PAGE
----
It depends. To avoid getting deported, make sure you obey the laws, and stay away from people who do not obey the law.

Many people who are detained by Immigration were first stopped or arrested by the police. For example, the police may stop you or someone you are with for a traffic violation. Even if you are not charged with a crime, the police can turn you over to Immigration. Then you could possibly get deported.

However, the police will help you if you are a crime victim.

The police must help anyone who calls to report a crime and anyone who needs help.

It does not matter how young you are, whether you have a record, whether you are in foster care or on probation, or whether you are an undocumented immigrant.

If you are an immigrant, the police should not turn you over to Immigration for reporting a crime, and you should not have to answer questions about your immigration status.

You CANNOT be deported if you go to court to ask for paternity or custody papers. 

In the U.S., anyone, including undocumented immigrants, can ask the court for orders. The courts are not allowed to consider the parents’ immigration status when they make custody, paternity, and other family-law orders.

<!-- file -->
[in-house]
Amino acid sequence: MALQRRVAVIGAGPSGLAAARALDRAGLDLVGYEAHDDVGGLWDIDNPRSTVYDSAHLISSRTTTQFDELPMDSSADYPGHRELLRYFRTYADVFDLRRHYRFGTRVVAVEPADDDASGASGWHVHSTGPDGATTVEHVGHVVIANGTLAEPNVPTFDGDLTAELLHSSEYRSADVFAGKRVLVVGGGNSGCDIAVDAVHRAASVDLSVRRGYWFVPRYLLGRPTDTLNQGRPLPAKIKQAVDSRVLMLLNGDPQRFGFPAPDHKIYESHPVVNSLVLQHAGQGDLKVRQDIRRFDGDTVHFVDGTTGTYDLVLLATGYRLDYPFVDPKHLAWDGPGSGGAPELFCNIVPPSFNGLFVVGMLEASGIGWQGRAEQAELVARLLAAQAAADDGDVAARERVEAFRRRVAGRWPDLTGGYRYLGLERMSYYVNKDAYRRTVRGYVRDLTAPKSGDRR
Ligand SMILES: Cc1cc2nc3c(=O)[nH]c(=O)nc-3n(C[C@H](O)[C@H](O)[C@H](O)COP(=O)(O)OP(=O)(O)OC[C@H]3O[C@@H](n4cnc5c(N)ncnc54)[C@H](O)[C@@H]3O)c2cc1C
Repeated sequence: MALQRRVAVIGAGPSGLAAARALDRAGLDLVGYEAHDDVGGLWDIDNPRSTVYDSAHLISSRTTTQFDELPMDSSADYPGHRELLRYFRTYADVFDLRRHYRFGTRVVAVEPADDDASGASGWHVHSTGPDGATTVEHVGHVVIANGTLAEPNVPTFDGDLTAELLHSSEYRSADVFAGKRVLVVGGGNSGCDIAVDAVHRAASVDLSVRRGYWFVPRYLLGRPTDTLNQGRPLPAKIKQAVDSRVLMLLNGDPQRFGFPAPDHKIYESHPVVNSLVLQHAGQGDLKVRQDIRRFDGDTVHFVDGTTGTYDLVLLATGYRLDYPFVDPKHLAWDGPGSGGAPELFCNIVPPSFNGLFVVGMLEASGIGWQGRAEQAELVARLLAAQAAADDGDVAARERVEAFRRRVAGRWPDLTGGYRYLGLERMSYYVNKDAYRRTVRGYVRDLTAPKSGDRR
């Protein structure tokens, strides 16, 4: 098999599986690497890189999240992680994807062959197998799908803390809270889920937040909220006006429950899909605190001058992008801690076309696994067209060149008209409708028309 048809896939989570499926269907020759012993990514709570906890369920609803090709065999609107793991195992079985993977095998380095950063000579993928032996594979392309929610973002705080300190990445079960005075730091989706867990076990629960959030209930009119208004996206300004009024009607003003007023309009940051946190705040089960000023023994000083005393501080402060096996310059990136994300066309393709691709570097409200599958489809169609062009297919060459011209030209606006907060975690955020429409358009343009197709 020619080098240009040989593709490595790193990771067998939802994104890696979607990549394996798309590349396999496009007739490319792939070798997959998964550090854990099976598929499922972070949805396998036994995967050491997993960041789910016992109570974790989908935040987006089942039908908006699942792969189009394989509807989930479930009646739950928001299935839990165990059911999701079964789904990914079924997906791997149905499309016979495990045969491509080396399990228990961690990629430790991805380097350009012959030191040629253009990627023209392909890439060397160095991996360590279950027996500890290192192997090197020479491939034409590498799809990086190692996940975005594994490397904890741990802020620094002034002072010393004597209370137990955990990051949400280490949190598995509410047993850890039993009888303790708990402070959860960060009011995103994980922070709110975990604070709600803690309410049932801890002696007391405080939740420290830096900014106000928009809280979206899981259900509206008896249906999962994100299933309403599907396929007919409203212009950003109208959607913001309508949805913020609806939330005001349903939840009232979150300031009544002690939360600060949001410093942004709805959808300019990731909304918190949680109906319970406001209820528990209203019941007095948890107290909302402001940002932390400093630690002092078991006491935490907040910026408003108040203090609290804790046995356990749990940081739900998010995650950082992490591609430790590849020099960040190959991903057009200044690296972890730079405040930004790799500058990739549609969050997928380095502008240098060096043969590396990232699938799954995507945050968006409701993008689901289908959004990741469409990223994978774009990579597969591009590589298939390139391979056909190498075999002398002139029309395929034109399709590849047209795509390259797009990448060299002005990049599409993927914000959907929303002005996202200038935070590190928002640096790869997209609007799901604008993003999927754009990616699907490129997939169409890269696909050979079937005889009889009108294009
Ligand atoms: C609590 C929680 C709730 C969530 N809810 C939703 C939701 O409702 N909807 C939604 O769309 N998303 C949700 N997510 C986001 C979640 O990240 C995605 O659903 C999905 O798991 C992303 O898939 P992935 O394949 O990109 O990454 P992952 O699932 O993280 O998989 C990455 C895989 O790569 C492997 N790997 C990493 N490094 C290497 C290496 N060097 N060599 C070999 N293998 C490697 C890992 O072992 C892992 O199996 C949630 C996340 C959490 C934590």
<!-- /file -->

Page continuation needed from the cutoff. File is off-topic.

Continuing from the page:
If you go to court to ask for child support, it’s also unlikely that you’ll be deported for doing so. The courts make child support, paternity, and other family-law orders without considering the parents’ immigration status. Even if you are undocumented, you probably do not have to worry about getting deported or getting in trouble when you go to court.

If the other parent is undocumented, though, it may be difficult to get an order and collect child support.

Exception: The court will consider your immigration status if one of you is asking to take the child out of the country or is being deported.

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